Players need a six-day turnaround. Minimum. But that is not the case at RWC 2019. The US Eagles have been dealt a horrible hand with only 14 rest days – the least alongside South Africa and Canada – while having to trek a total of 2,250km, starting with Kobe to Fukuoka in the five days between playing England and France, before facing Argentina in Kumagaya and Tonga in Higashiosaka, which is 544km travel during a three-day turnaround.

The nations with the greatest strength in depth – New Zealand (18 rest days but travelling 2,246km) and England (17 rest days, 2,147 km) – will struggle with their schedules but it makes no sense to inflict the worst disadvantages on Gary Gold’s American squad.

Residency law

Fiji should be to rugby what Brazil is to football but we know why that has never happened (clue: check out the starting wingers in England, France, New Zealand and Australia). Drawn in Pool D alongside the Wallabies, Wales and Georgia, they must cover 2,275km with only 15 rest days.

In stark contrast, Japan’s schedule gives them the best opportunity to cause another major upset. They play Ireland after an eight day run-in following the tournament opener against Russia, a clean week to Samoa and another eight days before the expected do-or-die showdown against Scotland on October 13th.

They have clearly got their act together these past two years under Kiwi coaching duo Jamie Joseph and Tony Brown with recent victories over Fiji, Tonga and the US unveiling foreign power recruited via the now defunct residency law.

Amanaki Mafi was unable to travel to Fiji for last Saturday’s 34-20 victory over the US due to an ongoing assault charge in New Zealand but he’s been cleared to play at the World Cup. The Tongan is not alone as Joseph largely abandoned using native players in the second row and back row when recalling Luke Thompson (38) while James Moore (Australia), Uwe Helu (Tonga), Pieter Labuschange, Wimpie van der Walt (both South Africa) and Hendrick Tui (New Zealand) are expected to feature alongside long-serving captain Michael Leitch.

They are even inching towards tier one status having climbed to ninth in the world rankings.

Brown – an 18 Test All Black outhalf (1999-2001) when Andrew Mehtens and Carlos Spencer were in their prime – looks a coach in the Schmidt mould, just 10 years younger.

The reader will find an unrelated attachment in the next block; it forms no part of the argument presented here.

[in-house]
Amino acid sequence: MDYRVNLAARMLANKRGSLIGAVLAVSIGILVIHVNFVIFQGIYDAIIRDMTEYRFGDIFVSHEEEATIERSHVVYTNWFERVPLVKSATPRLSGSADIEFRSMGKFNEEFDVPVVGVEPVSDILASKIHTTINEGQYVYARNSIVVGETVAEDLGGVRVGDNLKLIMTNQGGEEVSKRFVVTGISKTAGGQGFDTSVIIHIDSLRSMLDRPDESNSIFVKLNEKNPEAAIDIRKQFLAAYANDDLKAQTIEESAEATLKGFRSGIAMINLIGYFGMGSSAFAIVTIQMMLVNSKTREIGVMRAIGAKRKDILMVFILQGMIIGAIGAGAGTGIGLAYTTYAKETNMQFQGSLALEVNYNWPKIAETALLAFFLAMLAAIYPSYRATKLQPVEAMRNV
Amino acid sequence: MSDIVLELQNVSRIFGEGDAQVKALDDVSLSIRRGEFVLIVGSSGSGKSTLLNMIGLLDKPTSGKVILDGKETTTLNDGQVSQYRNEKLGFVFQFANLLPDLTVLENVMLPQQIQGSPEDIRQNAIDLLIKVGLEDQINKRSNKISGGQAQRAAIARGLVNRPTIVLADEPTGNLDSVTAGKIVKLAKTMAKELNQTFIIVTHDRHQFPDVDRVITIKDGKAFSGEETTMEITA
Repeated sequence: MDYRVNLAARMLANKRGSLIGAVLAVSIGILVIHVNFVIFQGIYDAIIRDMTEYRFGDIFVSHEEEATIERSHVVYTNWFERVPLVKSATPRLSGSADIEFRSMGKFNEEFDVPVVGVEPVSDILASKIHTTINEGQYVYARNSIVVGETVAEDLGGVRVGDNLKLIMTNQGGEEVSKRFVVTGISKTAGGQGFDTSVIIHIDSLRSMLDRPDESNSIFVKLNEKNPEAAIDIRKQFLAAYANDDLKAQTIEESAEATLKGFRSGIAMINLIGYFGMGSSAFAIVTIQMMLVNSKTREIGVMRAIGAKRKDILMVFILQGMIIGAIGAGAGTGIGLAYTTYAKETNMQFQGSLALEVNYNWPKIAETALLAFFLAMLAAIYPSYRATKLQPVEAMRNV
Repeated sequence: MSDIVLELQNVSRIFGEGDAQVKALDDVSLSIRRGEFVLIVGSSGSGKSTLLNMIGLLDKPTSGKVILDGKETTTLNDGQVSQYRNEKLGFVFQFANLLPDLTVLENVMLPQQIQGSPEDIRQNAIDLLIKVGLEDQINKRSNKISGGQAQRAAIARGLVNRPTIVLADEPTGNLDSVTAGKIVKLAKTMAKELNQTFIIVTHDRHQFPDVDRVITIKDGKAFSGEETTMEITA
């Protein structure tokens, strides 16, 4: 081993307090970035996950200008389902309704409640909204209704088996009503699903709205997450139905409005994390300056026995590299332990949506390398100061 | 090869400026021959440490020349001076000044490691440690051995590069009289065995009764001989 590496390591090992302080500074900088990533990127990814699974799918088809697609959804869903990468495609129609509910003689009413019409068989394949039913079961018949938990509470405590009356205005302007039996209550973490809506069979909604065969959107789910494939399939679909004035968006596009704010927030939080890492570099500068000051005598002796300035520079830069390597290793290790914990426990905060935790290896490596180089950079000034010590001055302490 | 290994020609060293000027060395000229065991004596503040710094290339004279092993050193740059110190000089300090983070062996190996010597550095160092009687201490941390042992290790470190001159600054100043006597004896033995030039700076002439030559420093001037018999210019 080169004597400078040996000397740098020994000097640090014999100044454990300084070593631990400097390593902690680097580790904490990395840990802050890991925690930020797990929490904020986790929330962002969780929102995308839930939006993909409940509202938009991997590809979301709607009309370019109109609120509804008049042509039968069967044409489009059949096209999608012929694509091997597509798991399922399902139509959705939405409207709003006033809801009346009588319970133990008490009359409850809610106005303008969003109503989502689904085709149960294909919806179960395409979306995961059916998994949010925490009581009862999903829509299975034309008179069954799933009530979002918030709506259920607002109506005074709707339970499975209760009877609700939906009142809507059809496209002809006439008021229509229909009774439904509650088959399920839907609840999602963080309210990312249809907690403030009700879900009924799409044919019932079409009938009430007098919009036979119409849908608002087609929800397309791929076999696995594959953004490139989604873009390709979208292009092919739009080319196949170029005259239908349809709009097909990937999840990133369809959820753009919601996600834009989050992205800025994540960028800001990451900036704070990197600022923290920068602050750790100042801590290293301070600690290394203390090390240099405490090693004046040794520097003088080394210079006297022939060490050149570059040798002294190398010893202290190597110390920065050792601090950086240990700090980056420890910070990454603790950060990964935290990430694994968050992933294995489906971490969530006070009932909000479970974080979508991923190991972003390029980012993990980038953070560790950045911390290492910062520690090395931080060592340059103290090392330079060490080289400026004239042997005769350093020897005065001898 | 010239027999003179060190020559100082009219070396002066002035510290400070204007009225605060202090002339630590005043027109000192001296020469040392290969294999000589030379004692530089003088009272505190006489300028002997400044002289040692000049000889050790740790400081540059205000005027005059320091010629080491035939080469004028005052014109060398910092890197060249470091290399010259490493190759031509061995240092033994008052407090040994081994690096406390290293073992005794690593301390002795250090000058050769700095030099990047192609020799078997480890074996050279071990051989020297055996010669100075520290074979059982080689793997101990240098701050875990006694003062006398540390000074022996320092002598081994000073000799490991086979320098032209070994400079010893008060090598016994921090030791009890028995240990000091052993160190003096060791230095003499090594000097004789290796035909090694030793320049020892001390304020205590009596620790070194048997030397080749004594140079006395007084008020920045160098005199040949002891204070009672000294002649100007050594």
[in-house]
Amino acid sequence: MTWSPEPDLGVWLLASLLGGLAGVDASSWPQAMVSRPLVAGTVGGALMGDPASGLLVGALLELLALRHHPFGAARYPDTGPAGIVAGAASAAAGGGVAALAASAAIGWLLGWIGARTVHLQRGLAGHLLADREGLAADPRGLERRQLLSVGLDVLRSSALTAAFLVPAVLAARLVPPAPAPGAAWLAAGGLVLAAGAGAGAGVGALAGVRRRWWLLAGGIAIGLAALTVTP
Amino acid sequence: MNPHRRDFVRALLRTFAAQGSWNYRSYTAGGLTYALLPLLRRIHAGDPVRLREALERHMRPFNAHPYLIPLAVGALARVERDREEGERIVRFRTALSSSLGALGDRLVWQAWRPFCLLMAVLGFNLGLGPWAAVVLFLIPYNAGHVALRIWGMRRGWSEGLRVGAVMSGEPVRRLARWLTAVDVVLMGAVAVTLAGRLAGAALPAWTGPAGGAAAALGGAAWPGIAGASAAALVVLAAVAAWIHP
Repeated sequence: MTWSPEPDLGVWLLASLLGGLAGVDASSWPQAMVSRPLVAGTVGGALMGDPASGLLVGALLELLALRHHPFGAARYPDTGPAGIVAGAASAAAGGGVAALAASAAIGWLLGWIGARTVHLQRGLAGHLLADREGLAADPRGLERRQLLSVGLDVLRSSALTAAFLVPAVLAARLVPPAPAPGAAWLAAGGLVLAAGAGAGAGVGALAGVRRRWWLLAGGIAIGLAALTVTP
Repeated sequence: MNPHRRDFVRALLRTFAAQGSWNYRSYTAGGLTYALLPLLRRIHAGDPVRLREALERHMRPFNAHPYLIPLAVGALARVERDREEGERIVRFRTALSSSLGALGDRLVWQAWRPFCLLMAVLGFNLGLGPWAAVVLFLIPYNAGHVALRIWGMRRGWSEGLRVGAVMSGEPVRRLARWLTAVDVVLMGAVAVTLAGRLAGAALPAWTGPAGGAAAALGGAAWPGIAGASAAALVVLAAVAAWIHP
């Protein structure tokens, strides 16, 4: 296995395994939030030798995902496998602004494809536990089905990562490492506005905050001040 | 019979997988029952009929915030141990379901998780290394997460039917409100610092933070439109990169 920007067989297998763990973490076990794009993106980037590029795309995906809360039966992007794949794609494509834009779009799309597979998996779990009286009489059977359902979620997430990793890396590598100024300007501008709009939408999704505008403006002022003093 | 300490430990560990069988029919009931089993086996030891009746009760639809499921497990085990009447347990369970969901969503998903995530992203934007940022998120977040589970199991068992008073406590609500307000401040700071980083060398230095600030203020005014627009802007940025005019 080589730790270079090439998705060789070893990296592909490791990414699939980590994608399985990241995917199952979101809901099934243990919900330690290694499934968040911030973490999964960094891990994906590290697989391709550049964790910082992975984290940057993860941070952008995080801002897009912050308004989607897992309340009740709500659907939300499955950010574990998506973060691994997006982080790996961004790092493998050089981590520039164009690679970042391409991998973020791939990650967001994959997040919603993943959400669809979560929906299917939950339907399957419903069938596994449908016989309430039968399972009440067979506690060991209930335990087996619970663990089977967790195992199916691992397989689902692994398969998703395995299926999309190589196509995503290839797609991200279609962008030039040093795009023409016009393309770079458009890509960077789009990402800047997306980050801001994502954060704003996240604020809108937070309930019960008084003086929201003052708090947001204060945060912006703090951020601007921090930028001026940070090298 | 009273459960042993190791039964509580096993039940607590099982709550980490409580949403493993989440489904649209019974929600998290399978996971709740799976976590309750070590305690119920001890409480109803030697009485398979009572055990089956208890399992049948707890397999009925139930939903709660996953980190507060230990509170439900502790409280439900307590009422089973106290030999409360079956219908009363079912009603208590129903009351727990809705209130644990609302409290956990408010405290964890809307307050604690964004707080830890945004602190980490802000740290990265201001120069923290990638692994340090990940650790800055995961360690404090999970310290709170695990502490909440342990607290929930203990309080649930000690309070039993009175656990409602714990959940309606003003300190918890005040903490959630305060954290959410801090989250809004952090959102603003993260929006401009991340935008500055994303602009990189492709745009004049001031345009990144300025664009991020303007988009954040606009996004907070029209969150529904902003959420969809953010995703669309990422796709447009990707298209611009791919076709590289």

“They play at a really high pace and keep the ball in play for really long periods, 45 to 50 minutes,” said US attack coach Greg McWilliams following last weekend’s defeat. “They have multiple strike plays so it’s hard to analyse what exactly they are going to do. Some of their starter plays have three passes before they get to the gain line.

“Playing Japan in the cold would be a lot easier but in Suva our players came off the field like they had played through a storm. They were soaking wet with sweat. Those conditions are why so many teams are seeking warm weather and altitude training.”

Hence, Ireland’s eight day Quinta do Lago camp is primarily shaped around avoiding a major upset.

“I think Joe will be very smart about making sure Ireland are prepared, and that means not giving Japan the ball,” McWilliams added.

“It’s about getting the set piece right. That said, I thought their defensive shape against us was very good – line speed, good system with lots of men on their feet. It will be a fascinating tussle.”

***

“If we’re serious about managing resources, why is it 31? If we want to train 15 on 15 you need 30 players, but you’re always going to have three or four players who are a bit banged up, have a bit of a niggle who can’t train because they wouldn’t be right from the weekend.” - Jason Cowman, Ireland S&C coach

“I think it’s a very tight number that World Rugby limit you to. You know, they talk about player welfare but we’ve a six-day turnaround (between the Scotland and Japan games) into a five-day turnaround (between Japan and Russia) and with 31 players, that’s very, very complicated.” - Joe Schmidt, Ireland coach

“You get an injury that maybe takes you out for two games but not the entire tournament. If you get a couple of those you have to make fairly harsh decisions when it is actually not right as the player could be back for Samoa. I’d be more inclined to increase the squad size to 35 players. The problem with 31 is by the time you name three hookers and three nines there are positions you are really short on. There is a backrow/second row type player who will have to cover both but at a World Cup you shouldn’t have to makeshift people in there. It should be: this is our best squad.” - Rory Best, Ireland captain

“If a team can afford it they should have 10 players in a hotel nearby. If it is possible. We have the least amount of recovery days and highest amount of travel for any team at the World Cup. It would be great to have players nearby that we can call upon but we won’t. They should have increased the number when we look at the attrition rate.” - Greg McWilliams, USA attack coach